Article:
Lifestyle Books and Art 19 Feb 2018 Quintessentially imp ...

Quintessentially impressionistic

DECCAN CHRONICLE. | PALAK DUBEY
Published Feb 19, 2018, 12:11 am IST
Updated Feb 19, 2018, 12:11 am IST
Abstract art maker Maruthi Paila says that life is not easy for an artist who paints in a non-figurative style.
Art by Maruthi Paila.
 Art by Maruthi Paila.

The present series of works by Maruthi Paila on display at The Gallery Cafe, titled Myriad Expressions, bring forth a mature and abstract version of realistic experiences absorbed by the artist. The fragmented and intricately divided spaces in the his paintings intrigue the viewer with their non-representational aspects.

A graduate in fine arts from Jawaharlal Nehru Architecture and Fine Arts University and postgraduate from Karnataka State Open University, Maruthi talks about his painting style, “I am very comfortable with my abstract style of painting. It is a natural extension of my earlier figurative works. I feel immensely satisfied in expressing myself in this manner; this is the language that originates from my heart. Figurative works are very popular and so, being an abstract artist is very challenging. Yet, I believe that a person who is ready to work hard is sure to find a way as many opportunities and avenues open for such persistent individuals.”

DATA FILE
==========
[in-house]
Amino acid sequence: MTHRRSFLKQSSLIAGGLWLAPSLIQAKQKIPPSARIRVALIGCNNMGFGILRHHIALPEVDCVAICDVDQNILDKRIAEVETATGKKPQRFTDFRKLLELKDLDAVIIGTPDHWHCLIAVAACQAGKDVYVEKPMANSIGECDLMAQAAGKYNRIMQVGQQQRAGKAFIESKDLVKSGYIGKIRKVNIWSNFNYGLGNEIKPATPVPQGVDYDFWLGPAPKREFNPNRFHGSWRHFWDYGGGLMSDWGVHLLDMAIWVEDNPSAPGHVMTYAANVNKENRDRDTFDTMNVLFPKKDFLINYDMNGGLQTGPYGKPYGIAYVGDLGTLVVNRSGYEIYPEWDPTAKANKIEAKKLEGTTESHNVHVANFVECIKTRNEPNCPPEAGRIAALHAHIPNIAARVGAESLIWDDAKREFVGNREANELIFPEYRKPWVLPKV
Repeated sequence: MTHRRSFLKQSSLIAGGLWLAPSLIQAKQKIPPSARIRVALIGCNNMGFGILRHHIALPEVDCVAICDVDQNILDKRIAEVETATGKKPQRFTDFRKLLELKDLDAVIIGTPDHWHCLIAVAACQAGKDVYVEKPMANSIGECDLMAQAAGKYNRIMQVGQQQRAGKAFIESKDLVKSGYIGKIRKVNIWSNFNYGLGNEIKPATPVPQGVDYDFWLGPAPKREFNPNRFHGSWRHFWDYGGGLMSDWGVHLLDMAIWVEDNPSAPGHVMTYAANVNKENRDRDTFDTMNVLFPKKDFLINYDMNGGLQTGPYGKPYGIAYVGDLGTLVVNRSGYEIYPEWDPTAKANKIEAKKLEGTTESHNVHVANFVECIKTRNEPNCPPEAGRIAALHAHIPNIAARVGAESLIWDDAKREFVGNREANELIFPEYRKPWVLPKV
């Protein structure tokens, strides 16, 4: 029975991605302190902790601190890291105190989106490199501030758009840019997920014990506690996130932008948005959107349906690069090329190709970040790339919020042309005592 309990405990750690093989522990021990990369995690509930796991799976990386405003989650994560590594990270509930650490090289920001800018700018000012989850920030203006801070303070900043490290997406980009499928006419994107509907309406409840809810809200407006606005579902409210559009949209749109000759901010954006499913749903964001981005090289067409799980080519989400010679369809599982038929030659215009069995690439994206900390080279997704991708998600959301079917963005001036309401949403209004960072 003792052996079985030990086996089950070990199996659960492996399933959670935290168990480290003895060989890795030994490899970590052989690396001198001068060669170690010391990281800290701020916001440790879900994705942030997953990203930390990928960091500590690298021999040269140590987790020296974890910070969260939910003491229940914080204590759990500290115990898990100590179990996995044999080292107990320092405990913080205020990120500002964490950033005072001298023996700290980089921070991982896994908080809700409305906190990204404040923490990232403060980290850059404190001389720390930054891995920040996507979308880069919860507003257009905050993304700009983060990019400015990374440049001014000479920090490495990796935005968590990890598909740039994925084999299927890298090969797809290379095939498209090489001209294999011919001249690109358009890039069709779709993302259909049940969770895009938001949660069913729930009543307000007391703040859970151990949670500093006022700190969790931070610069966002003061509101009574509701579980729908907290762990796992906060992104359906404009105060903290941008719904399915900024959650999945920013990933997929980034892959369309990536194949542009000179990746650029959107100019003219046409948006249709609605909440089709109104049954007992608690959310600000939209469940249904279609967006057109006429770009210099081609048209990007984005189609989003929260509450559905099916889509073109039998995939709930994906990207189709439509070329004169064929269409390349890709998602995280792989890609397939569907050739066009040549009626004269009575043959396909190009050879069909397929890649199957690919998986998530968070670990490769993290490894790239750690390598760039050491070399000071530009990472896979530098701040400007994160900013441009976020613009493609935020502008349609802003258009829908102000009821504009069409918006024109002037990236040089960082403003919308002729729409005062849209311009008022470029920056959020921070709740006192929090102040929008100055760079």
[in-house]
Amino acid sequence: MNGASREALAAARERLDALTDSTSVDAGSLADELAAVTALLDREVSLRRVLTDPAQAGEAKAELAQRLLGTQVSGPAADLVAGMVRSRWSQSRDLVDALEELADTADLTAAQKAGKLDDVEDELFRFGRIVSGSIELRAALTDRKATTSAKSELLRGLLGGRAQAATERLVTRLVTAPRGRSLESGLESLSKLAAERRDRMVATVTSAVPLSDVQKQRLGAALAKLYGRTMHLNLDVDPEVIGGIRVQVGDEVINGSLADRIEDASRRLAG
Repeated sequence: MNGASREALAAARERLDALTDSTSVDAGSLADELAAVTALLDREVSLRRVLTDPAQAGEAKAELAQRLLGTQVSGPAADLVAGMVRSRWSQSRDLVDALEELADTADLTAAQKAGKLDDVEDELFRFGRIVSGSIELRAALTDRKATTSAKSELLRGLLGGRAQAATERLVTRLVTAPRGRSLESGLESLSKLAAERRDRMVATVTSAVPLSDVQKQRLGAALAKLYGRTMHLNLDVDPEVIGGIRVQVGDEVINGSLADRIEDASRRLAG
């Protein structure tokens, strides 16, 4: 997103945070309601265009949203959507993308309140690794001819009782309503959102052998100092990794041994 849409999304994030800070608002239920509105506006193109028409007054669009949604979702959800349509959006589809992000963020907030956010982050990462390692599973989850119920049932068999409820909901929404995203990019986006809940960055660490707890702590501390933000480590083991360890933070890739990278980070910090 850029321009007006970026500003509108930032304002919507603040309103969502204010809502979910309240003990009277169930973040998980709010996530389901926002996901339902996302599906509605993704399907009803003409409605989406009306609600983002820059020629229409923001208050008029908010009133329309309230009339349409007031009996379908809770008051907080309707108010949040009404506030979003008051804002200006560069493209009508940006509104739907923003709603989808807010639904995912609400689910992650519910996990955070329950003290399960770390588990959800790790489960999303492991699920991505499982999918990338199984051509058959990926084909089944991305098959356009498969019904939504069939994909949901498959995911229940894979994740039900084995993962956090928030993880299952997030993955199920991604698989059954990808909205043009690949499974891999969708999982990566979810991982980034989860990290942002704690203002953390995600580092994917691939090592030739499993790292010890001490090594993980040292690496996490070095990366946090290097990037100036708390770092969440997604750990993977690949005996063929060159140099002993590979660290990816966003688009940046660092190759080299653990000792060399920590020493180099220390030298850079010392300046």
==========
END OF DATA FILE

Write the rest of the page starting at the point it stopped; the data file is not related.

Maruthi’s works on display here exemplify a simple, uncluttered and bare play of ‘line’ and ‘colour’. The elements of painting get amalgamated onto the picture surface to create a composition which is simultaneously minimalistic and strong. There is no detailing of the forms and no intention to show direct connections with objects or ideas picked up from the real world. Line and colour get the deserved prominence, and thus become the initiators of emotional responses in the viewer. Innumerable lines run throughout the surface in varied directions, thus forming a unique grid-like pattern. On the other hand, the fragmented sections get balanced by the artist’s bold strokes and often the monotony of their lattice work is broken with deep, groove-like colour applications.

“My works are immensely inspired by aerial views which we see while travelling by a plane. After a certain distance, all the intricate details cease to be visible and many land forms get amalgamated into seamless patterns. The subtle gradations and changes in colour and hue enthrall me and I often create a similar visual experience in my paintings,” reveals Maruthi.

About the choice to pursue art as a profession, he says, “I was very lucky to be supported by my father about my decision to become an artist. He was a school teacher and a stage artist. His performances were memorable experiences for me and from there my relationship with fine arts got initiated; I became more passionate and deeply interested in it with the time.”

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